The Man Who Was Thursday a Nightmare (Paperback)

By G. K. Chesterton

Createspace Independent Publishing Platform, 9781539425861, 164pp.

Publication Date: October 10, 2016

Other Editions of This Title:
Paperback (1/14/2009)
Paperback (4/12/2013)
Paperback (4/24/2014)
Paperback (7/28/2018)
Paperback (11/28/2017)
Paperback (1/13/2017)
Paperback (12/10/2012)
Paperback (7/25/2009)
Paperback (12/20/2013)
Paperback (3/18/2017)
Paperback (1/4/2008)
Library Binding (11/15/2005)
Paperback (9/24/2015)
Paperback (9/19/2016)
Paperback, Large Print (10/9/2006)
Paperback (10/17/2017)
Paperback (4/12/2015)
Paperback (10/19/2013)
Paperback (9/20/2018)

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Description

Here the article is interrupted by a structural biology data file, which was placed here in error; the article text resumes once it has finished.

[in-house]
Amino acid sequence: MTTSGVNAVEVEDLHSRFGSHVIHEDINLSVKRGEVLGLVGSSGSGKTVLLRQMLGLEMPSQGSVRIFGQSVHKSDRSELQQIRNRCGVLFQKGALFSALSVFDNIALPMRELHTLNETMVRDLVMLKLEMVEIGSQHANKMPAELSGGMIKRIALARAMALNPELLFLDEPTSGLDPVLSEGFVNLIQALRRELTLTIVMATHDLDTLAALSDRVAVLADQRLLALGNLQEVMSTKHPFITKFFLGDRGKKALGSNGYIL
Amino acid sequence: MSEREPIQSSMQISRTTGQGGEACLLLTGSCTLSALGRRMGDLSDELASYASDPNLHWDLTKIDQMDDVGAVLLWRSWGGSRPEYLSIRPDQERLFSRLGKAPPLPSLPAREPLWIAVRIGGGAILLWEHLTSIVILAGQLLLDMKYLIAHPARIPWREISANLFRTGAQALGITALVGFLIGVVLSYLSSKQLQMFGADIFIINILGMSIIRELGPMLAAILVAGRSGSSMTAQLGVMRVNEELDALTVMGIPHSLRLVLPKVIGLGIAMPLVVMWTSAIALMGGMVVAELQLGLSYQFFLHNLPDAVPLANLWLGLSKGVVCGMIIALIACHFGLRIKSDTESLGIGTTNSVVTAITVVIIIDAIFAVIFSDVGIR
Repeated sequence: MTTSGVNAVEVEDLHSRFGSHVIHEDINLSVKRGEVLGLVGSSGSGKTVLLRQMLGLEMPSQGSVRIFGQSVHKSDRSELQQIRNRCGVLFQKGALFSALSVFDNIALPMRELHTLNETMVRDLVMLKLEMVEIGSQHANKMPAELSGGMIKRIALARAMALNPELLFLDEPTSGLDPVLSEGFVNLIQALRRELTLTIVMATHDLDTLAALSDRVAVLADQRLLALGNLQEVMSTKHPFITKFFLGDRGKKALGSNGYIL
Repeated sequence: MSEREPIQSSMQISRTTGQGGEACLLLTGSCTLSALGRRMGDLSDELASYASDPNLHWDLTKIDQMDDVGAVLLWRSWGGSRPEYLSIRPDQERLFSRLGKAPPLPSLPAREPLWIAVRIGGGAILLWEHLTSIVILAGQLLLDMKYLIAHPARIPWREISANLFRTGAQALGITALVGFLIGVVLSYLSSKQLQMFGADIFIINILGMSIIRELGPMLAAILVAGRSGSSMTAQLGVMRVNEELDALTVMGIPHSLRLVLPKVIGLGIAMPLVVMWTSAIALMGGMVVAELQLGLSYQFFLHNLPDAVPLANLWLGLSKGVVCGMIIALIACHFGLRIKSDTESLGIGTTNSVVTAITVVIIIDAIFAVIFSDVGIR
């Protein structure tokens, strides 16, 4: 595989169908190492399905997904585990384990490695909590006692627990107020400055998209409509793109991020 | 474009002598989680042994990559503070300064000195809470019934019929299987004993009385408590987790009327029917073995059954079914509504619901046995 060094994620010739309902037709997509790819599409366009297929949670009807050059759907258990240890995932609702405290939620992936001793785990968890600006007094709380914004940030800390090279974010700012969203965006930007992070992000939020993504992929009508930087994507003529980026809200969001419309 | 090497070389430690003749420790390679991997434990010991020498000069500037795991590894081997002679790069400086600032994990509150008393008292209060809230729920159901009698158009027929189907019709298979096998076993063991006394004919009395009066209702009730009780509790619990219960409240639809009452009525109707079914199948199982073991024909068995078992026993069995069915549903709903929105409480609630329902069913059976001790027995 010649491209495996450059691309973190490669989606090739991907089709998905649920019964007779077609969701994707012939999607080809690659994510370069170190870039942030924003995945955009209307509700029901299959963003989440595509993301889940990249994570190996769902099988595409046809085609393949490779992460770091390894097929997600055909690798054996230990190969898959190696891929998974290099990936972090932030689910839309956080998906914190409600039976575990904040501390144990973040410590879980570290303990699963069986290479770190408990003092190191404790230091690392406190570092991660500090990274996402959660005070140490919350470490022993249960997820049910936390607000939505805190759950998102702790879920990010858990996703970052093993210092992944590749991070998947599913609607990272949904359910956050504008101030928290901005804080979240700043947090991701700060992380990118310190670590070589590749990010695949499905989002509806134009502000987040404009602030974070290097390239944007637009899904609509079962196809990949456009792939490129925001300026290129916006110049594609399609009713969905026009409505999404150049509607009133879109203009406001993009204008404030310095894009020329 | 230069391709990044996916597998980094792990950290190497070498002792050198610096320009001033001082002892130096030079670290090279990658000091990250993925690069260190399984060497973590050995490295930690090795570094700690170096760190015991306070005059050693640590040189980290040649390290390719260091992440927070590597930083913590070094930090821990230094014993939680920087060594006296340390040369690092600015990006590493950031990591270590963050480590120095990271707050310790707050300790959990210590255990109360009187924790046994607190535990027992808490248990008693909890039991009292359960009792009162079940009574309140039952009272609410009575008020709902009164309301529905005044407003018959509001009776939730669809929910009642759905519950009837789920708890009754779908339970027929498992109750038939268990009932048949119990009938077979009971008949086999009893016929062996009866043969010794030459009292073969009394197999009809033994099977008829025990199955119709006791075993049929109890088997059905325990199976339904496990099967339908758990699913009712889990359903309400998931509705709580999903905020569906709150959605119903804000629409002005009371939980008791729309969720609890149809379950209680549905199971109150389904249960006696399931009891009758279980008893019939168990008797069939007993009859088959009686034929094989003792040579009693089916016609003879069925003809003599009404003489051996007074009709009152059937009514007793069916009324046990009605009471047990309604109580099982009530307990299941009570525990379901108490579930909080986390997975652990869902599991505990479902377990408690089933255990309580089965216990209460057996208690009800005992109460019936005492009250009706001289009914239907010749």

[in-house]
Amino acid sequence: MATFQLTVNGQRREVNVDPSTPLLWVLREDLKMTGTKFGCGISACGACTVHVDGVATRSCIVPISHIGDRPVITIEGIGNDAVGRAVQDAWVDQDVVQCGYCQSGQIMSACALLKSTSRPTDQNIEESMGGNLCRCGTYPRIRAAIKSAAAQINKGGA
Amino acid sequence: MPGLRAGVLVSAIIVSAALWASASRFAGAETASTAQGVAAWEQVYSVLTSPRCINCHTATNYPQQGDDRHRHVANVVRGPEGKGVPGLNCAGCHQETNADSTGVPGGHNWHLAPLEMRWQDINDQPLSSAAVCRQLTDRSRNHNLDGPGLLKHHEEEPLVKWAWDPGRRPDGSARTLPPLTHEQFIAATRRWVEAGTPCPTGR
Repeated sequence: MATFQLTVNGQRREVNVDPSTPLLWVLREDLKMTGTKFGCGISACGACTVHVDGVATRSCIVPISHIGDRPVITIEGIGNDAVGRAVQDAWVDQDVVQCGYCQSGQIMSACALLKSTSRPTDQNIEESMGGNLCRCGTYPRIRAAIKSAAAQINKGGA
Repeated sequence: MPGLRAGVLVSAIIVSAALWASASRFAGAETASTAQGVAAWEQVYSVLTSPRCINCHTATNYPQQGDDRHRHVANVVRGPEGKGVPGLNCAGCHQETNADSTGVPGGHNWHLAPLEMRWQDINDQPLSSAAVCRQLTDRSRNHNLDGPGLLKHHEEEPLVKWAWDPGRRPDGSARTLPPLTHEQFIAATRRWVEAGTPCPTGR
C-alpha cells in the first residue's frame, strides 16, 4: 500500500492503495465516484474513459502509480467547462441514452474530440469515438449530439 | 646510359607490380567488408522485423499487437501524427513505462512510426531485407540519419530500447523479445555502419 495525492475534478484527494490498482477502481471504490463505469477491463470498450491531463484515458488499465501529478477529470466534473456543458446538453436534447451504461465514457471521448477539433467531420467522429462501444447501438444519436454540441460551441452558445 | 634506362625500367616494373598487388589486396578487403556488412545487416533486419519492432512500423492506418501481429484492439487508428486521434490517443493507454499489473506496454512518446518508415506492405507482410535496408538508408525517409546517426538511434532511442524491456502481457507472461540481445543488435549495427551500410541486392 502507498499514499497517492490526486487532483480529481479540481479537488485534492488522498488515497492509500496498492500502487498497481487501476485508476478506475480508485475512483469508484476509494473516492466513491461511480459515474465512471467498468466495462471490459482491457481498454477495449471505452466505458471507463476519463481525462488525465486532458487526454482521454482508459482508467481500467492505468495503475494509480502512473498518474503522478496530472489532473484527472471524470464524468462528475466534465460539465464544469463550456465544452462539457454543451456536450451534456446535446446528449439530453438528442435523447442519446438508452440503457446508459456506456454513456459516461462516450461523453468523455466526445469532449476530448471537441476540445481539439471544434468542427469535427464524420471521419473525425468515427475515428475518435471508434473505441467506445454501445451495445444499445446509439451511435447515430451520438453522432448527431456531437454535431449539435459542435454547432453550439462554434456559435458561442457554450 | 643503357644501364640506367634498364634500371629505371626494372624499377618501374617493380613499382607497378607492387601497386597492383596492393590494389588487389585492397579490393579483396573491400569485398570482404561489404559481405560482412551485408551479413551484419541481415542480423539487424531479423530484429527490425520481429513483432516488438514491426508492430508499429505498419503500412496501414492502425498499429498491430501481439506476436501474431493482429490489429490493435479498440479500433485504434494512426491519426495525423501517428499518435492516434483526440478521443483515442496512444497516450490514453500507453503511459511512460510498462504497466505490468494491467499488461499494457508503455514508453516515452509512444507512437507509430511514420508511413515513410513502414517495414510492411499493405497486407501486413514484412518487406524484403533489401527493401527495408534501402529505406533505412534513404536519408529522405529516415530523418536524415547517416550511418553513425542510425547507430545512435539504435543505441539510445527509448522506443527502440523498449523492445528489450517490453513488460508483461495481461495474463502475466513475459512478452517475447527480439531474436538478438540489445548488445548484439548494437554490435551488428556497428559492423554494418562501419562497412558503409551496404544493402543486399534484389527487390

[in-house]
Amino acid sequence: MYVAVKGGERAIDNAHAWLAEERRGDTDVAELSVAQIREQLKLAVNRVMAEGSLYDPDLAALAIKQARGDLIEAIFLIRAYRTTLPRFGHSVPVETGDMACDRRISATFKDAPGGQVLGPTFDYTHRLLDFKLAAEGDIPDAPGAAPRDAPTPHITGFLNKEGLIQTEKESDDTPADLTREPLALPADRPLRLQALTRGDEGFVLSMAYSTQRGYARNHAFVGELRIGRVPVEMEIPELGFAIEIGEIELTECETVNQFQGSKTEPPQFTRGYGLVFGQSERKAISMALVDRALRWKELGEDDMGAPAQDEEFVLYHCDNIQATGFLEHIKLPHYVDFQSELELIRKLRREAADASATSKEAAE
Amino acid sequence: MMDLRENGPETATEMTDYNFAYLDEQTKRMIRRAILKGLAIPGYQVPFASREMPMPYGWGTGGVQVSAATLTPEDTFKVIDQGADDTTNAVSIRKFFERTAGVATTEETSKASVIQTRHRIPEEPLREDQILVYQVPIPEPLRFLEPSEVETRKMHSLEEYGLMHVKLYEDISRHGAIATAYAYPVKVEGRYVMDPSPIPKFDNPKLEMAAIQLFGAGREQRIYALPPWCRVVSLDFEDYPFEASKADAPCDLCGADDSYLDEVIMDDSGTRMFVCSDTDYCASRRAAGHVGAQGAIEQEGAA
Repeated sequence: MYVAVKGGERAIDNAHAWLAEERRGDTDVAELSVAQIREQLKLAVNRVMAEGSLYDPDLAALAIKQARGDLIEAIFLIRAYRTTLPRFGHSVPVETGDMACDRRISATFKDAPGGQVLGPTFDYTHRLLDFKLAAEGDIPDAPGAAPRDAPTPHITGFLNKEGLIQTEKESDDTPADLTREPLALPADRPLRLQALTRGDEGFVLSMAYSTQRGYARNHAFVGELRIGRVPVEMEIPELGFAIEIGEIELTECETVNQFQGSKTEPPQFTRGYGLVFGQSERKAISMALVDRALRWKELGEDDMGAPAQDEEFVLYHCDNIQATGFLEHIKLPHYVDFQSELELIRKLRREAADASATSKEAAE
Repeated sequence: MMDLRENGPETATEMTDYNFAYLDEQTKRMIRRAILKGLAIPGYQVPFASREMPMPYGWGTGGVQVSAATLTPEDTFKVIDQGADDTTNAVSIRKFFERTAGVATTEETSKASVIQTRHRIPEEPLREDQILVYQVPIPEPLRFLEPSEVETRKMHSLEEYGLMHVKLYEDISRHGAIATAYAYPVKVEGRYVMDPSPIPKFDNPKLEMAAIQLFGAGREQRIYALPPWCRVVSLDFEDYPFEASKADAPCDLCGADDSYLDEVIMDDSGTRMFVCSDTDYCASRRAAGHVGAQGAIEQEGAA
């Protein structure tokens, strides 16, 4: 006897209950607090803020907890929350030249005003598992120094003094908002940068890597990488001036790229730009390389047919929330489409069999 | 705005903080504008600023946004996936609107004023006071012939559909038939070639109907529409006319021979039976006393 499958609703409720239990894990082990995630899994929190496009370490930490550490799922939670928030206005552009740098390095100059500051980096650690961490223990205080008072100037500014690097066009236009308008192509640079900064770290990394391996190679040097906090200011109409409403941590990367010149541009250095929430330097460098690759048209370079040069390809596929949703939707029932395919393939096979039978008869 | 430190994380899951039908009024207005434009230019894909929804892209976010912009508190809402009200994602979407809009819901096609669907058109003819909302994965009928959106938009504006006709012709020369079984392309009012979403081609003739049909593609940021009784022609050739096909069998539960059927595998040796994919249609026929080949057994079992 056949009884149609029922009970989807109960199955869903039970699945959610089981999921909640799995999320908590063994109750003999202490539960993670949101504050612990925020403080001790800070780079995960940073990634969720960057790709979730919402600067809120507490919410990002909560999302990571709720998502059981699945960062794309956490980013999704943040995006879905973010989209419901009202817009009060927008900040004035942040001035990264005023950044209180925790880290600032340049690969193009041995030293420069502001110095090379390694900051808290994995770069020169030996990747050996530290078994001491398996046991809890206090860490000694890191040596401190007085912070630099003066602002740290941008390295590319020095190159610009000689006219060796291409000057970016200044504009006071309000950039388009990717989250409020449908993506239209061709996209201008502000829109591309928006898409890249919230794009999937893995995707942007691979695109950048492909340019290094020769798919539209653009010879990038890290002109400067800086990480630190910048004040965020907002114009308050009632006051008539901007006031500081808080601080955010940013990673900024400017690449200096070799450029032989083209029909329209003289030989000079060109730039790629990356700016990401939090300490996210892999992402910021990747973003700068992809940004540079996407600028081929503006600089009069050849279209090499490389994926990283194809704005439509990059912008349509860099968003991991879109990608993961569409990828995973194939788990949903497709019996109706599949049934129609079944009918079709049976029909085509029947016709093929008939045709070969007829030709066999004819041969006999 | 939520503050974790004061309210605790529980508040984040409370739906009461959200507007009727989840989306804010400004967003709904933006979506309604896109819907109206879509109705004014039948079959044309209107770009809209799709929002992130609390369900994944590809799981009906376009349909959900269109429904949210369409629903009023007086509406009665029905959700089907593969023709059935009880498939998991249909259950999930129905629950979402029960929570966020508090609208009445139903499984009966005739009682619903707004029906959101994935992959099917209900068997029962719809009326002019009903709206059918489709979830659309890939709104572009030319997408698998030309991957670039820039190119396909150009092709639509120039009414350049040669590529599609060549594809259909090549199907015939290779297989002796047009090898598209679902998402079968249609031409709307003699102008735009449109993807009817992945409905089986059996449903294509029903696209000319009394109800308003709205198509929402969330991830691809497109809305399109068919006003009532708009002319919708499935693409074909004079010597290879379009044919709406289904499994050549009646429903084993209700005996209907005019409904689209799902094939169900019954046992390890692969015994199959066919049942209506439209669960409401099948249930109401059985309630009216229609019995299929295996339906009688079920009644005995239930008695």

The Man Who Was Thursday: A Nightmare is a novel by G. K. Chesterton, first published in 1908. The book has been referred to as a metaphysical thriller. Although it deals with anarchists, the novel is not an exploration or rebuttal of anarchist thought; Chesterton's ad hoc construction of "Philosophical Anarchism" is distinguished from ordinary anarchism and is referred to several times not so much as a rebellion against government but as a rebellion against God. The novel has been described as "one of the hidden hinges of twentieth-century writing, the place where, before our eyes, the nonsense-fantastical tradition of Lewis Carroll and Edward Lear pivots and becomes the nightmare-fantastical tradition of Kafka and Borges." Gilbert Keith Chesterton (29 May 1874 - 14 June 1936) was one of the most influential English writers of the 20th century. His prolific and diverse output included journalism, philosophy, poetry, biography, Christian apologetics, fantasy and detective fiction. Chesterton has been called the "prince of paradox." Time magazine, in a review of a biography of Chesterton, observed of his writing style: "Whenever possible Chesterton made his points with popular sayings, proverbs, allegories-first carefully turning them inside out." For example, Chesterton wrote the following: Thieves respect property. They merely wish the property to become their property that they may more perfectly respect it. Chesterton is well known for his reasoned apologetics and even those who disagree with him have recognized the universal appeal of such works as Orthodoxy and The Everlasting Man.